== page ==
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Mar 7, 2021

Mark MullinsBy Mark Mullins

As an electrical professional, there’s no doubt that you’re now being exposed to Power over Ethernet (PoE) as a means of delivering low-voltage DC power over network cabling to LED lights and a variety of other components — from nurse call and building automation devices, to cameras and access controllers. And with a 90% growth in the next 10 years from PoE lighting alone, it’s no wonder that the IBEW is experiencing huge demand as a training delivery agent for the Network Cabling Specialist (NCS) designation they’re now referring to as “the trade of the future.”

Whether you’re already designing and installing PoE systems, or gearing up to seize this amazing opportunity, you need to ensure that your PoE projects go smoothly. And that comes down to understanding how PoE works and how it’s classified — and then learning the best practices to ensure it will work and will keep working.

A safe handshake with class

You’re already familiar with how DC power works and are likely used to implementing conversion technology and step-down transformers to power LED lighting. But PoE is a bit different in that it eliminates the need for any AC power or conversion, delivering DC power directly over the same twisted-pair cable used to connect devices to a local area network and enable data transmission.

In a PoE circuit, the DC power is delivered to a powered device (PD) from power sourcing equipment (PSE), which is typically a network switch located in a telecom room. It can also be a midspan PoE injector for scenarios where a PoE switch is not available. In all PoE implementations, power is delivered by the PSE only after it is requested by the PD, and if the PD is disconnected, the PSE will remove power. This “handshake” that happens between the PD and PSE makes PoE safer than other power delivery methods that always have power flowing, regardless of whether you’ve got a device plugged in. Plus, we’re only talking about voltages in the range of 43 to 57 VDC so it’s considered safety extra low voltage (SELV).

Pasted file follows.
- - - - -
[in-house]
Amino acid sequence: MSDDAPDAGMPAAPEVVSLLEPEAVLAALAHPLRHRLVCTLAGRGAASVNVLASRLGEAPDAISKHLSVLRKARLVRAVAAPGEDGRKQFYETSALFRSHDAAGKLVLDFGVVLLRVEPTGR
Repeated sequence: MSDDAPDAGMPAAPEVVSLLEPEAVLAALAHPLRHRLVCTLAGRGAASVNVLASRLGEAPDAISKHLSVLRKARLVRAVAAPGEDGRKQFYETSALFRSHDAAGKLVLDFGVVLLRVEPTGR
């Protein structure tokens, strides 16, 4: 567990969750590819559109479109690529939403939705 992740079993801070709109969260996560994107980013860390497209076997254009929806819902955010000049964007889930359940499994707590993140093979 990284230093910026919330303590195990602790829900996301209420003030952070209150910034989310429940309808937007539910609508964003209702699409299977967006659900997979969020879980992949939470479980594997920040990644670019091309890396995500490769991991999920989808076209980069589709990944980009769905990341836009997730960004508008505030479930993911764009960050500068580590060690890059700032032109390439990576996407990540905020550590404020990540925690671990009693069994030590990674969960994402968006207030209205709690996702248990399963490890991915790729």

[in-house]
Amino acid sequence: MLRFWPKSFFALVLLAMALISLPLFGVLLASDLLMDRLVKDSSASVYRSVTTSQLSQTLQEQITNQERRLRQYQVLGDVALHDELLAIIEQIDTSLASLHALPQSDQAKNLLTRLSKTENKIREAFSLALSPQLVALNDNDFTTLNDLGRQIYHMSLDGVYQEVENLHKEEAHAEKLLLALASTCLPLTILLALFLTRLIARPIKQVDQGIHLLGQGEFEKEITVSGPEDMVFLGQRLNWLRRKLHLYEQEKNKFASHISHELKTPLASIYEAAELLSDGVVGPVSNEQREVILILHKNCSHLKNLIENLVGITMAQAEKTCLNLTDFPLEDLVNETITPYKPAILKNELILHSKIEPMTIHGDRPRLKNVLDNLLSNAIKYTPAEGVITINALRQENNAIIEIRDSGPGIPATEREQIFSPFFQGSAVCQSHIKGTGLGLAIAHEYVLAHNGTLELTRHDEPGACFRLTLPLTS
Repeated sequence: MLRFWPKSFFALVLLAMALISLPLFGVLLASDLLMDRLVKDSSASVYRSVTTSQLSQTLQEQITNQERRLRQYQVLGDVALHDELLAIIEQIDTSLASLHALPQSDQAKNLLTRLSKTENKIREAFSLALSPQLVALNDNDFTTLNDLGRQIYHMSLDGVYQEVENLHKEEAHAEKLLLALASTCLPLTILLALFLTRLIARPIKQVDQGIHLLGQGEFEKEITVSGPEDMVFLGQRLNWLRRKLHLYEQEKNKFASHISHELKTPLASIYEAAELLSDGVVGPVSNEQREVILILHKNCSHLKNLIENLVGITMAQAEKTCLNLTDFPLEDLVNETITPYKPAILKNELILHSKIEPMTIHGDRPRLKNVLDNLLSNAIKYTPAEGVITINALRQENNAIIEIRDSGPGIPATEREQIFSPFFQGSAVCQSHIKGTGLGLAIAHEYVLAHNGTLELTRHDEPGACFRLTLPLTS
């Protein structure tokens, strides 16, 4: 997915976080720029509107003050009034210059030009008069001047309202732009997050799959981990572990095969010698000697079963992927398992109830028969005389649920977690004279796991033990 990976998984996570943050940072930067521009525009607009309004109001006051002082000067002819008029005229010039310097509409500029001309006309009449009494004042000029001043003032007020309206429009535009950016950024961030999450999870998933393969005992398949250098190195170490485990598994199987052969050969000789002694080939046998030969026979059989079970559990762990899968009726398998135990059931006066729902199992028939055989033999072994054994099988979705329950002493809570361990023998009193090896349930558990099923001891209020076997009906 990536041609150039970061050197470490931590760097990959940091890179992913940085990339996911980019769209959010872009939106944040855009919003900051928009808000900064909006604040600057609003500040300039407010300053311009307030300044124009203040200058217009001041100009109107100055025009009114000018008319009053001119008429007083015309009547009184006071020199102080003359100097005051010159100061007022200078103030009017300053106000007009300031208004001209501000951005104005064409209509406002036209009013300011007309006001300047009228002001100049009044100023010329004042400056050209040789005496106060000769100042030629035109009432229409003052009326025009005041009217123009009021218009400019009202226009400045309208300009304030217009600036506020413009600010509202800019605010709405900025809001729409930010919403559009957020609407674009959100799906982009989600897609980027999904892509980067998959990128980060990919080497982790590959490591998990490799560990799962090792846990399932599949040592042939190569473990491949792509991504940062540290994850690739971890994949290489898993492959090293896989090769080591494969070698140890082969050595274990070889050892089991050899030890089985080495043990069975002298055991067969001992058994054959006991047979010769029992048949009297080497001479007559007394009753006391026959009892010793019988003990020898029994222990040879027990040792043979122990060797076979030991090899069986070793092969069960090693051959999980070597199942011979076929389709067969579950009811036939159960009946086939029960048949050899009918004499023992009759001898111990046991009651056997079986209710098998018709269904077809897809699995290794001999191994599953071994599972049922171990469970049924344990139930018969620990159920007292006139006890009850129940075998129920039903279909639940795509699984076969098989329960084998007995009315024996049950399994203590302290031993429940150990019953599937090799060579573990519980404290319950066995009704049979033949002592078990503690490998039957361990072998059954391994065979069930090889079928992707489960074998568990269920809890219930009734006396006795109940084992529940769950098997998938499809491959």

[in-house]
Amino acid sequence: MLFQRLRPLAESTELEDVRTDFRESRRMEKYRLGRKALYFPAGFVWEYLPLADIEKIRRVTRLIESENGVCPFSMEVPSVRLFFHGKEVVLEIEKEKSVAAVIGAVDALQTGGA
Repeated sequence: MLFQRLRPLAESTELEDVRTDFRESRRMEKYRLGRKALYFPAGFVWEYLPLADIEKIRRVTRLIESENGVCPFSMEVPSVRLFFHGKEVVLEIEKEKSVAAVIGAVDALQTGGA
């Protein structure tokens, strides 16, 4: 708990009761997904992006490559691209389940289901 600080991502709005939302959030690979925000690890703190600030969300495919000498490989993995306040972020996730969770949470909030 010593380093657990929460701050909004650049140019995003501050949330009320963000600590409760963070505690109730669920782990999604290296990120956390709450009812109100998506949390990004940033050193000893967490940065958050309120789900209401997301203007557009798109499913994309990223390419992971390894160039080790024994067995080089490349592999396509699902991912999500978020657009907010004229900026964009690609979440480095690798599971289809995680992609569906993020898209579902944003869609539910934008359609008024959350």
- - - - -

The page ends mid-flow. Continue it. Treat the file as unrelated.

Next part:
In a PoE installation, power can be delivered differently depending on the power level and type of PoE being used, which is defined by its IEEE standard. Early PoE standards, like IEEE 802.3af Type 1 that delivers a maximum of 15.4 W (13 W available at the device) and IEEE 802.3at Type 2 (PoE+) that delivers a maximum power to 30 W (25.5 W available at the device), deliver power over just two pairs of a four-pair cable. For more power hungry devices, IEEE 802.3bt can also deliver power across all four pairs, either via Type 3 that delivers a maximum of 60 W (51 W available at the device) or Type 4 that delivers a maximum of 90 W (71.3 W available at the device). Regardless of which type is being used, DC power is transmitted over the pairs by applying common-mode voltage, meaning that current is split evenly between each pair and between the two conductors of a pair.

Since PoE standards and types are a bit confusing and encompass a wide range of power, classes are used to further define the power. There are a total of eight classes ranging from Class 1 with just 4 W delivered, to Class 8 with the maximum 90 W delivered as shown in the table below.

PoE Types

PoE Types, Standards and Classes

To ease implementation, the Ethernet Alliance has a PoE certification Program for easily identifying PSE and PDs by class to determine compatibility. This program uses a 300-page test plan and approved equipment to certify products and provides a simple, easy-to-understand marking system. Just look at the marks and if the PSE is equal or higher to the PD, they are compatible.

Ethernet Alliance Marks

Ethernet Alliance Marks for PDs (left) and PSE (right)

A vital PoE test parameter